When oil is inside a pipeline there isn’t really any potential for exposure. So what happens when oil is released during a pipeline rupture?
A commenter on a previous post asked about potential mercury exposure from broken compact fluorescent lights (CFLs). There are also various stories floating around the internet (such as this one) about the dangers of mercury in CFLs. So I thought I’d take the opportunity to look at how much mercury someone could be exposed to from a broken CFL, and whether there were any risks from that level of exposure.
A CFL typically contains about 4 mg of mercury (according to US EPA); a lot of newer CFLs contain 1 mg or less. I’ll look at the worst-case exposure, so let’s go with 4 mg of mercury in a bulb. In reality that mercury isn’t going to all be in the air right away – the evaporation rate of mercury is about 56 micrograms per hour per square centimetre – but figuring out the rate at which it enters the air requires assumptions about the area covered by the spilled mercury, temperature, pressure, etc. To keep things simple and to make sure I’m considering the absolute worst case, I’ll assume that all of that mercury instantly volatilizes.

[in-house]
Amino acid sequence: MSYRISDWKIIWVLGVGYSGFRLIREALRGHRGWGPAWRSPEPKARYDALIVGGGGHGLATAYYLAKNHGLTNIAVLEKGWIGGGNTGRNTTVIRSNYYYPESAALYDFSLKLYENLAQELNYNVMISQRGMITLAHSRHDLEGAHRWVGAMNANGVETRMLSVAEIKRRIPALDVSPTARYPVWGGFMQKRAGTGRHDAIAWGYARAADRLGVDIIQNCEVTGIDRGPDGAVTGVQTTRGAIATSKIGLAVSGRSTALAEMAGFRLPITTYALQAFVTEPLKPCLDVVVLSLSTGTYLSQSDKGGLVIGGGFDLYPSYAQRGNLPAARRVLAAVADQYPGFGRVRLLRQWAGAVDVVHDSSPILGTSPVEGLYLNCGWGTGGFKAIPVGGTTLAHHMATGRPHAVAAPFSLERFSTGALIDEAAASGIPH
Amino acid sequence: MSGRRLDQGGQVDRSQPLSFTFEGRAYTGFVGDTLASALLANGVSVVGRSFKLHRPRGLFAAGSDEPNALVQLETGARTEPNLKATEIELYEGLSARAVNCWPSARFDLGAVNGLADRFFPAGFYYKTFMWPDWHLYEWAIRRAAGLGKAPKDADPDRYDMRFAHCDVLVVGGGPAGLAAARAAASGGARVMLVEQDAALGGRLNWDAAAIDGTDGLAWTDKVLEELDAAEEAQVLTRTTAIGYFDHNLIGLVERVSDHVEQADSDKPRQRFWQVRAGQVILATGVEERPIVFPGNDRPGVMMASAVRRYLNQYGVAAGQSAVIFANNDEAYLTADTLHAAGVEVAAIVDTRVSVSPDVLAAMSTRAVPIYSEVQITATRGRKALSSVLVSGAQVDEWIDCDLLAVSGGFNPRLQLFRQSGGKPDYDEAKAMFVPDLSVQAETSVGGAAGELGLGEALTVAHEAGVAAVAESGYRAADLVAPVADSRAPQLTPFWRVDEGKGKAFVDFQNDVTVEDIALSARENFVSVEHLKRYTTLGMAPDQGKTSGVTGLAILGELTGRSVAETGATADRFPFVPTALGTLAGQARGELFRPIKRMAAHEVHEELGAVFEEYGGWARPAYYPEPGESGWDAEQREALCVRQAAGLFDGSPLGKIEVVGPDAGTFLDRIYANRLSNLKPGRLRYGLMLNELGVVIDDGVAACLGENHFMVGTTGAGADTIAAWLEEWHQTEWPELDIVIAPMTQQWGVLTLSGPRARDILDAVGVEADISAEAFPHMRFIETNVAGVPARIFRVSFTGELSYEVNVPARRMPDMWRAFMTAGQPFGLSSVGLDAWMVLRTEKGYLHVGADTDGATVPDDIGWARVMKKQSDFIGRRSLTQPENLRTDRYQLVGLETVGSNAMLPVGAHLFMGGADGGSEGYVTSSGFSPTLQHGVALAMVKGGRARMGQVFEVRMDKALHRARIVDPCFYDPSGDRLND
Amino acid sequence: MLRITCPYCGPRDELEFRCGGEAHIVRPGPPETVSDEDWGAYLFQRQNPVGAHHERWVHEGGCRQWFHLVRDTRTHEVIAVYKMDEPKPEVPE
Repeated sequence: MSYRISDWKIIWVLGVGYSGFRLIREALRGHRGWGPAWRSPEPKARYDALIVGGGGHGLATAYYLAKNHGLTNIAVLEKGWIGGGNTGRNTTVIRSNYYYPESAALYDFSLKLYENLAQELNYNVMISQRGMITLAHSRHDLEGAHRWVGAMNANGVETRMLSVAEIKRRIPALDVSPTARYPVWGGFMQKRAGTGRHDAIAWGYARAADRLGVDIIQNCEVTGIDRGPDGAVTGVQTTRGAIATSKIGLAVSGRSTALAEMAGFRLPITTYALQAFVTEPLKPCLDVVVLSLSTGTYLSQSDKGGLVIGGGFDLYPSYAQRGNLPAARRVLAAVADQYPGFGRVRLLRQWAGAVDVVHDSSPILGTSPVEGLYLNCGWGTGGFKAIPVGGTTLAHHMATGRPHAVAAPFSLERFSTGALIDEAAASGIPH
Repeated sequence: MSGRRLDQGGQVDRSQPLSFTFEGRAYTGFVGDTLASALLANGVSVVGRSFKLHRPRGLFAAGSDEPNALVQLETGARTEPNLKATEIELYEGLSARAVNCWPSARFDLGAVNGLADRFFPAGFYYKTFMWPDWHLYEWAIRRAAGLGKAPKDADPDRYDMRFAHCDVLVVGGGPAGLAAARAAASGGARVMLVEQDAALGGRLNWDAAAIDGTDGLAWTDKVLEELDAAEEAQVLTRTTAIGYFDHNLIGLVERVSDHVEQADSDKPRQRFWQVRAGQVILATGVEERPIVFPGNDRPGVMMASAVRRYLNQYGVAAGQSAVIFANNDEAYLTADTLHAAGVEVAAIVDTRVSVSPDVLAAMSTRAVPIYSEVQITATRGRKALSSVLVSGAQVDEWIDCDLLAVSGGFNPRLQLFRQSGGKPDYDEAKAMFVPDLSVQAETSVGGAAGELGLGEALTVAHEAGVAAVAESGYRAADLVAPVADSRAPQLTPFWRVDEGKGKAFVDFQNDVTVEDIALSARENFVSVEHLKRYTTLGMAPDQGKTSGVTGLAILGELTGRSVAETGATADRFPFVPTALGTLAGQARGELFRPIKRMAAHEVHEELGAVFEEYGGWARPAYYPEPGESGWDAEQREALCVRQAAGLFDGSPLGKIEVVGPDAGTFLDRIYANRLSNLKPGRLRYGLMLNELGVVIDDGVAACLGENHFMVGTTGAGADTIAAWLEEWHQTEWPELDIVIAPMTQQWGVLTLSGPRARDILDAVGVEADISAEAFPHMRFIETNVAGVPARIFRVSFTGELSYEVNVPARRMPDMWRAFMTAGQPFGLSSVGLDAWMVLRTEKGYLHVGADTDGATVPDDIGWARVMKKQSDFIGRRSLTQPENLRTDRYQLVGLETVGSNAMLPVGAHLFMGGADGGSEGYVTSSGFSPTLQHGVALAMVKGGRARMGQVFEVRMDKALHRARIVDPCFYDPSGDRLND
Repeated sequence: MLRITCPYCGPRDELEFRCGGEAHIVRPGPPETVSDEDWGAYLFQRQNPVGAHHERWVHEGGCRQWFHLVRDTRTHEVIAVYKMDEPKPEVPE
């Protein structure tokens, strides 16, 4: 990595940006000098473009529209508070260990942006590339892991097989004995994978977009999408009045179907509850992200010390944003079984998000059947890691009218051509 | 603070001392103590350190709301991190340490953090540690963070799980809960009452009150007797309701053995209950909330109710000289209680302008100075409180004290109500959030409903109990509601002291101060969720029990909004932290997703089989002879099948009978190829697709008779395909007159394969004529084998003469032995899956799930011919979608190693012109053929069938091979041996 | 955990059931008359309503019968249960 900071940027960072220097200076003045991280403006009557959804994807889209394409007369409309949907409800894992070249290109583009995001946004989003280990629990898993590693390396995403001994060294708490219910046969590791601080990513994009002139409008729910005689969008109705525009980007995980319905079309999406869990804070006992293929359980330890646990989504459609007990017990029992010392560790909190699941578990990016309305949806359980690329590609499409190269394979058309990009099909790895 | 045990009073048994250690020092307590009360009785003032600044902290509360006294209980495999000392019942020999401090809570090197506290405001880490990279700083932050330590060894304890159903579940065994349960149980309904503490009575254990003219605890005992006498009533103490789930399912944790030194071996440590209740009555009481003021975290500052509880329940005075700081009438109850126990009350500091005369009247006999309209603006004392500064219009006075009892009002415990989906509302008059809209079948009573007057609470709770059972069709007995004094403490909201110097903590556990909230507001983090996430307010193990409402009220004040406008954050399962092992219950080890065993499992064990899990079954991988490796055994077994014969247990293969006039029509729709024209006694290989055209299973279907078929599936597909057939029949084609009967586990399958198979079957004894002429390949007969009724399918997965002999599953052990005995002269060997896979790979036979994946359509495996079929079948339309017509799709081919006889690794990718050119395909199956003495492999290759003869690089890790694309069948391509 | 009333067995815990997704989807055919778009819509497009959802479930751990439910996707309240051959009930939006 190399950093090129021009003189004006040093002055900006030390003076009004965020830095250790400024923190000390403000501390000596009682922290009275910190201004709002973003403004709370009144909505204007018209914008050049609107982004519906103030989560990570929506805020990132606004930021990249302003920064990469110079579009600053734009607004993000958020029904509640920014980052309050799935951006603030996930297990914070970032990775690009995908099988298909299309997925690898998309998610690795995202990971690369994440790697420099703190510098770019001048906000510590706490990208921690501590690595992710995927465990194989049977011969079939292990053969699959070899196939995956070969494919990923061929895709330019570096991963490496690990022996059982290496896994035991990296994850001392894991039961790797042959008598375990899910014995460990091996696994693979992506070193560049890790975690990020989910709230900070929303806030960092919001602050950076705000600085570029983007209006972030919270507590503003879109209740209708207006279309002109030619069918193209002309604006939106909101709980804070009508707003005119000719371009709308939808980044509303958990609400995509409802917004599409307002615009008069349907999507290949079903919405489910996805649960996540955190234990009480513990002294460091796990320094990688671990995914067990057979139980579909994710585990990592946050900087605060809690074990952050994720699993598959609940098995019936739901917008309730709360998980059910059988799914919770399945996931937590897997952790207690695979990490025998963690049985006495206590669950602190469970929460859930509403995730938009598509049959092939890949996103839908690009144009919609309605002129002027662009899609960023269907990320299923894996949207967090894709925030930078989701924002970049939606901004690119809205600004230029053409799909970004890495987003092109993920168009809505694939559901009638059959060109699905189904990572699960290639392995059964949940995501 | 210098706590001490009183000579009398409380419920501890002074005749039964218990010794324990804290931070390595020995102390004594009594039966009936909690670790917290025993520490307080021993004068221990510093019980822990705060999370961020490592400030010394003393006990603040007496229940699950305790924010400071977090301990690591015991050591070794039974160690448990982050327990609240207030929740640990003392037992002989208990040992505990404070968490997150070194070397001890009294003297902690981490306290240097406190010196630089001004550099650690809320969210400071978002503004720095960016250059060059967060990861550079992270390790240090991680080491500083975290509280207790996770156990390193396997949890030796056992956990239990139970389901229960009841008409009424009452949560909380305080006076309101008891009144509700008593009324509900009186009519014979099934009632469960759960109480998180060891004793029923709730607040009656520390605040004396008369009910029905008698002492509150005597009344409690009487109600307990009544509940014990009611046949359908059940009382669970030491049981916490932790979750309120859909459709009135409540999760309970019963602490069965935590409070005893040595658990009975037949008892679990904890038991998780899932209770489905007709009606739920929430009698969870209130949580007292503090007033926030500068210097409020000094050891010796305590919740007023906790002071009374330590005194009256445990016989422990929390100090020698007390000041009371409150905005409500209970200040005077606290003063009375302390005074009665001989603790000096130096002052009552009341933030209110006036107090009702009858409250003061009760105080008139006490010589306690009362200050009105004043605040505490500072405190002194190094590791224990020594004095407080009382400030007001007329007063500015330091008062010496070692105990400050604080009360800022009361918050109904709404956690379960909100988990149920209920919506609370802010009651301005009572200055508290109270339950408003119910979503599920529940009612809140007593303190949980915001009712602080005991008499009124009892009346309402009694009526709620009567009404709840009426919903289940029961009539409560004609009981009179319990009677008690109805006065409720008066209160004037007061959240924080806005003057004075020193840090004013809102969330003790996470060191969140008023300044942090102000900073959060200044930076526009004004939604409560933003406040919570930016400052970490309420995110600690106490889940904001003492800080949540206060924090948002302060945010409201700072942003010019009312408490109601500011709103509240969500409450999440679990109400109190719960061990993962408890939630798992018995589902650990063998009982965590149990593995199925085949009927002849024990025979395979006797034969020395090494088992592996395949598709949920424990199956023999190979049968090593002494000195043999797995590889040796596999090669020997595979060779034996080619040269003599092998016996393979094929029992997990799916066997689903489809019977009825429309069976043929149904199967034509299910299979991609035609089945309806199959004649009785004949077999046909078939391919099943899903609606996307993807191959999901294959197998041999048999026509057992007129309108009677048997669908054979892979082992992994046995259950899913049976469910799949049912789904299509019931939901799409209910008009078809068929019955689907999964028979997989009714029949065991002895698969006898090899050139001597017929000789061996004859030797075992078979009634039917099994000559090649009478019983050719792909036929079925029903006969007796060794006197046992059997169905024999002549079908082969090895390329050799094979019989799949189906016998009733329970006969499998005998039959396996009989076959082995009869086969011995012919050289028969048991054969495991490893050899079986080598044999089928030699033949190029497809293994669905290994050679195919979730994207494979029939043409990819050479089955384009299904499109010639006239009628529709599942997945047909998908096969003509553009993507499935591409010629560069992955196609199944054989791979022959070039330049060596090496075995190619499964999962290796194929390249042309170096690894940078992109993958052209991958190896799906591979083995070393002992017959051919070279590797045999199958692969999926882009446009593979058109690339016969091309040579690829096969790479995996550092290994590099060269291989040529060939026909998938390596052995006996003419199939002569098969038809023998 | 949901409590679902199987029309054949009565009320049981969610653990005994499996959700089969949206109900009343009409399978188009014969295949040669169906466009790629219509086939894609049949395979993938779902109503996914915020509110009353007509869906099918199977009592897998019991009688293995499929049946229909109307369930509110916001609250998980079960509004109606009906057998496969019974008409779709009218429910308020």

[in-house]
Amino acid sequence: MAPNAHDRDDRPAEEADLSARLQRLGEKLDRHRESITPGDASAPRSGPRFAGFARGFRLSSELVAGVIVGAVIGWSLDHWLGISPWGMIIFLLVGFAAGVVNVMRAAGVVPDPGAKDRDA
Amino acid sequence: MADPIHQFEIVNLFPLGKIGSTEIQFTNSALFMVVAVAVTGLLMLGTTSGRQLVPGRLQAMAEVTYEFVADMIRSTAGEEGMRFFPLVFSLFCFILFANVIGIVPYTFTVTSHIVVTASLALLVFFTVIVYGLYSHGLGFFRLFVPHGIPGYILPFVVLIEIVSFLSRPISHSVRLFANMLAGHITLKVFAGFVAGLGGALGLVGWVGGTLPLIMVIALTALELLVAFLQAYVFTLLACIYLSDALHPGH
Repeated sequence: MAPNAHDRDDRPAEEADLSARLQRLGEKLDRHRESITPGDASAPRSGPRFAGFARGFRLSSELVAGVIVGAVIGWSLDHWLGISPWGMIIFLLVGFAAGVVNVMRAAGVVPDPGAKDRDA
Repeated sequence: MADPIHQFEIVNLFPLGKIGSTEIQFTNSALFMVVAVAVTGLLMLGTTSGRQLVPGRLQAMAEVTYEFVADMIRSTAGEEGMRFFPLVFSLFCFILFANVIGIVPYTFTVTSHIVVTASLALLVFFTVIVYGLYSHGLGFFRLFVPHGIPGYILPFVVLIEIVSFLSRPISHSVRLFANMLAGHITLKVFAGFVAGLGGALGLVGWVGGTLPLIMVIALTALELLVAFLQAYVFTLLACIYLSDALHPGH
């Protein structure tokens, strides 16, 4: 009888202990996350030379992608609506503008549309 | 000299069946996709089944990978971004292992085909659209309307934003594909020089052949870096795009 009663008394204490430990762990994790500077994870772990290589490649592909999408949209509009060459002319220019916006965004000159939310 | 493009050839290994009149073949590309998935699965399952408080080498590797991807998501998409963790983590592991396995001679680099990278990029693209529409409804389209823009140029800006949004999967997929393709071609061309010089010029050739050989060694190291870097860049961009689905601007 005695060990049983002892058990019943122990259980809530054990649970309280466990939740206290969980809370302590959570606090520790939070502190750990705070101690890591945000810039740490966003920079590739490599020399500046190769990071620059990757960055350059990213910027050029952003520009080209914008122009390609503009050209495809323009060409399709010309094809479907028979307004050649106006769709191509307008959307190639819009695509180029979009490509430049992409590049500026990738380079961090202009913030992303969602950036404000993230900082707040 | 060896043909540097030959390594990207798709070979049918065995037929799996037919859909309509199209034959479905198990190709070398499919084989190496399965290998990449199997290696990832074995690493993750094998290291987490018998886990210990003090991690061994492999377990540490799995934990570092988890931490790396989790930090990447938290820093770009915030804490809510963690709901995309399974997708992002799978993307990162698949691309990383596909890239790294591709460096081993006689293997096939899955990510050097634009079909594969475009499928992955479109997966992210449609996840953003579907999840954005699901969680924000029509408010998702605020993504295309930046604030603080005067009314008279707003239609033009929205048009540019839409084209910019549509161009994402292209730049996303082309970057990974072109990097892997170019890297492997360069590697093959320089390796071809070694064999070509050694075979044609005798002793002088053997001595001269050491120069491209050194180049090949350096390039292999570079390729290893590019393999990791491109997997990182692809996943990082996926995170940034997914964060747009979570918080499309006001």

Canadian Blood Services was running a campaign called “What’s Your Type” that included providing all sorts of weird new-agey mumble-jumble about blood types being related to personalities and recommended diet. They also had incorrect information about the origin of the different blood types. After word spread around the blogosphere a lot of people complained (including me), since an agency like that shouldn’t be providing false information, even if they did have a tiny disclaimer at the bottom that it was for “entertainment purposes only”. This has resulted in the nonsense being taken down, and replaced with a page indicating that they’ll determine your blood type for free. So yes, we can make a difference.